5. We were founded in 1956, but we’re on Volume 68. Why is that? It’s because the precursor to Oklahoma Today was a publication titled Resourceful Oklahoma, which was founded by what then was known as the Oklahoma Planning and Resources Board and which launched in 1950. You can read every issue of this publication at the Archives link on this website.
6. We work really super far in advance. We’re a people out of time. On an August lunch break, I'll take a sweaty walk in the ninety-five-degree heat while mentally reviewing all the Christmas and Thanksgiving coverage we’ve got coming up. By the time Christmas actually rolls around, we’ll be working on our March/April issue and making sure everything for May/June is well in the works. A lot of times, we have to conceive stories a year or more in advance to make sure we get photography in the appropriate season. So if you ever meet me, and I don’t know what month it is, that’s why.
7. The magazine has a flow. When you open a copy of Oklahoma Today, you’ll see section names like “Routes,” “Roots,” “The Menu,” and “To-Do List.” For your edification: The Routes section, generally defined, refers to stories about travel including destinations, overnights, small town guides, museums, etc. The stories in Roots include human-interest pieces, history, commerce, and other cool things you may not know about your state. Also, our poetry appears here. The Menu—that’s our food section, and boy do we love putting it together for you. And then there’s To-Do List, which appears at the back of the book and is our guide to events all over the state. A few years back, some readers we focus-grouped told us it was the first place they turn to when they get the magazine so they can figure out what they’re doing for the next two months.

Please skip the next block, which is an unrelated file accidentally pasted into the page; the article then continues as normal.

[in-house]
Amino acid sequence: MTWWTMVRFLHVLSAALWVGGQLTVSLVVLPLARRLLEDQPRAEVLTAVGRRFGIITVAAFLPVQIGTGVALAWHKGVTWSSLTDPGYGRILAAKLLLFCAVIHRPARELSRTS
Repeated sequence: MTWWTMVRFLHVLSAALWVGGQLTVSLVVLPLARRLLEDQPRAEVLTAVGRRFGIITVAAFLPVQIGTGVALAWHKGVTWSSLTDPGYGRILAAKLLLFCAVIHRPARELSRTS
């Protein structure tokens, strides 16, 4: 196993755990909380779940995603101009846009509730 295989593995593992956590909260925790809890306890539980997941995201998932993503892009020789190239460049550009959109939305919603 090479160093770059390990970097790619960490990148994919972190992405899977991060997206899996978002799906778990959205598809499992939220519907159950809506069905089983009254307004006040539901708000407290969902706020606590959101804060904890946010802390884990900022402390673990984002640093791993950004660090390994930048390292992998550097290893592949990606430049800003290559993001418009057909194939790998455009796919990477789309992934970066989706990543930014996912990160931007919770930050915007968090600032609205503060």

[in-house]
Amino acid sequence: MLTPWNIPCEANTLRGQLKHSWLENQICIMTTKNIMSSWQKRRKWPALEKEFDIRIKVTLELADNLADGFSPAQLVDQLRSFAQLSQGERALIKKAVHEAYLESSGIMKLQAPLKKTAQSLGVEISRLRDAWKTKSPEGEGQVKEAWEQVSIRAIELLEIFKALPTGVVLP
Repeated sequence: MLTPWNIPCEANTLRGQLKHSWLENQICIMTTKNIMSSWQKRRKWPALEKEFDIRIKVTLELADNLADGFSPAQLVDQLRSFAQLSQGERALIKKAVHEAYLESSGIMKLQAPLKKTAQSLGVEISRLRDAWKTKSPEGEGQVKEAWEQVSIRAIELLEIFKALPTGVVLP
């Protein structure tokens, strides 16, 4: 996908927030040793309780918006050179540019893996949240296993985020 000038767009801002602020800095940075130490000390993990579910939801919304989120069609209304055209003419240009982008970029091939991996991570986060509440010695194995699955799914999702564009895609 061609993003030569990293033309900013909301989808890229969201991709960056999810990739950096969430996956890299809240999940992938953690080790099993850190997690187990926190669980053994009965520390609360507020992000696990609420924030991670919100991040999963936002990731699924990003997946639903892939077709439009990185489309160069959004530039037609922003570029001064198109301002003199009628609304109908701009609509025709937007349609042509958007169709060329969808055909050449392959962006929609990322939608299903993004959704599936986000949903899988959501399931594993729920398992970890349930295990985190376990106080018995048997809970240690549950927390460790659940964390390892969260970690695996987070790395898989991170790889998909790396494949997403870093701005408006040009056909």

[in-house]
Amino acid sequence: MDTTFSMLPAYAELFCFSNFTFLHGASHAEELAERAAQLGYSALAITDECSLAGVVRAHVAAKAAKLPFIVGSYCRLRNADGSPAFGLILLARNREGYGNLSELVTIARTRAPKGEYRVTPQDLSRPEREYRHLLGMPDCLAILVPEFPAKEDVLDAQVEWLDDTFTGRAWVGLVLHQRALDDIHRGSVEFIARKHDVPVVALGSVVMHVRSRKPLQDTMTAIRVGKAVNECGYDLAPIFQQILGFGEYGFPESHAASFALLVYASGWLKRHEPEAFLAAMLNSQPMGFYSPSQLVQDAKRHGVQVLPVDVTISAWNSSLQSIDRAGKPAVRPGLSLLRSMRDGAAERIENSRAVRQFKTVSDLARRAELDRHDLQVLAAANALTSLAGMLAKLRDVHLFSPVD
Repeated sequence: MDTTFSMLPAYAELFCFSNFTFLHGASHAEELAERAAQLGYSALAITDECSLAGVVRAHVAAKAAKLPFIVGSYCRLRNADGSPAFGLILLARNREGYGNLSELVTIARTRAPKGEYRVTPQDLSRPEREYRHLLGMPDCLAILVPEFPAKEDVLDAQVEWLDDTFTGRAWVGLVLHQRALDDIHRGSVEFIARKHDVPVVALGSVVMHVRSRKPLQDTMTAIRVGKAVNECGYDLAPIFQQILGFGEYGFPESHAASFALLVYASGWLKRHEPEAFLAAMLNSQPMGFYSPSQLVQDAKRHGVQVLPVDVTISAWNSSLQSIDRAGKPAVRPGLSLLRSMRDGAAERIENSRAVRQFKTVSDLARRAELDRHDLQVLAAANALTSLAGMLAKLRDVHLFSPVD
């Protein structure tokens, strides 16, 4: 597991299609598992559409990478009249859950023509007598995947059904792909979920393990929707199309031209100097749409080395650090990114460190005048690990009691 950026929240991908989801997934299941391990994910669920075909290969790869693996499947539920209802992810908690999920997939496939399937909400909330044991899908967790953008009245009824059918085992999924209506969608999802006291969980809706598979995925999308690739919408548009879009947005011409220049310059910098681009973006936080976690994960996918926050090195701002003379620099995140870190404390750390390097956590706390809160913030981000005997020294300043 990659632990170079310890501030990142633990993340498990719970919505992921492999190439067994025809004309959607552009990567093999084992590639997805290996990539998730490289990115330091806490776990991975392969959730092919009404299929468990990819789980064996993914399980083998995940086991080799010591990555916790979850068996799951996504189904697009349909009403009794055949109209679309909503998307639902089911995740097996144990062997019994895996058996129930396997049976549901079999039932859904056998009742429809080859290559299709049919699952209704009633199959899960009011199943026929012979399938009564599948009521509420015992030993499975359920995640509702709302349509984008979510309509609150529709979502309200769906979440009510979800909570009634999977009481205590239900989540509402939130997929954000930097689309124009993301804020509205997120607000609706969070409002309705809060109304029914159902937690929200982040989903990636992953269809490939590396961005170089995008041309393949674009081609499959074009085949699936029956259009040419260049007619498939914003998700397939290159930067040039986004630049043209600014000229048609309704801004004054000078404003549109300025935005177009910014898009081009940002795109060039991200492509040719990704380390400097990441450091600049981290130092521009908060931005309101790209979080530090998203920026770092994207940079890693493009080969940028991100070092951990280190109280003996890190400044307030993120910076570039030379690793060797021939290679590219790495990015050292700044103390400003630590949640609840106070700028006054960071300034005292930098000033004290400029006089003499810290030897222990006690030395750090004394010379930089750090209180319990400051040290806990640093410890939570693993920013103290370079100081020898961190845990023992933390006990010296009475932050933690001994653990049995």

8. We’re the tiniest bit proud of our renewal rate. We’ve got many subscribers who’ve been receiving the magazine for three or four decades. In other words, subscribe! You’ll like it! We promise!
9. Those Okie stickers you see all over the place? That’s us! You can order your own by calling 1-800-777-1793.
10. We love each other, we love Oklahoma, and we love you. Our staff has a family-close bond and a strong sense of mission that makes working here a joy, and the fact that we get to cover a state we love adds to that. But everything we do is for you, our readers, and the state of Oklahoma. So whether it’s praise or criticism, story idea or question, we’re happy to talk to you. You can email us at Letters@TravelOK.com or call us at (405) 522-9535. Usually Camille and Kashea answer the phones, and they’re two of the most delightful women alive, so hit us up. We’re also on Facebook, Twitter, Pinterest, and Instagram. So in the interest of shameless self-promotion—and sharing with you all the great stories, places, people, food, events, and history our state has to offer—may I invite you to subscribe by clicking the link at the top of this site?
"Speed eating mac and cheese and other confessions of an Oklahoma dairy fanatic."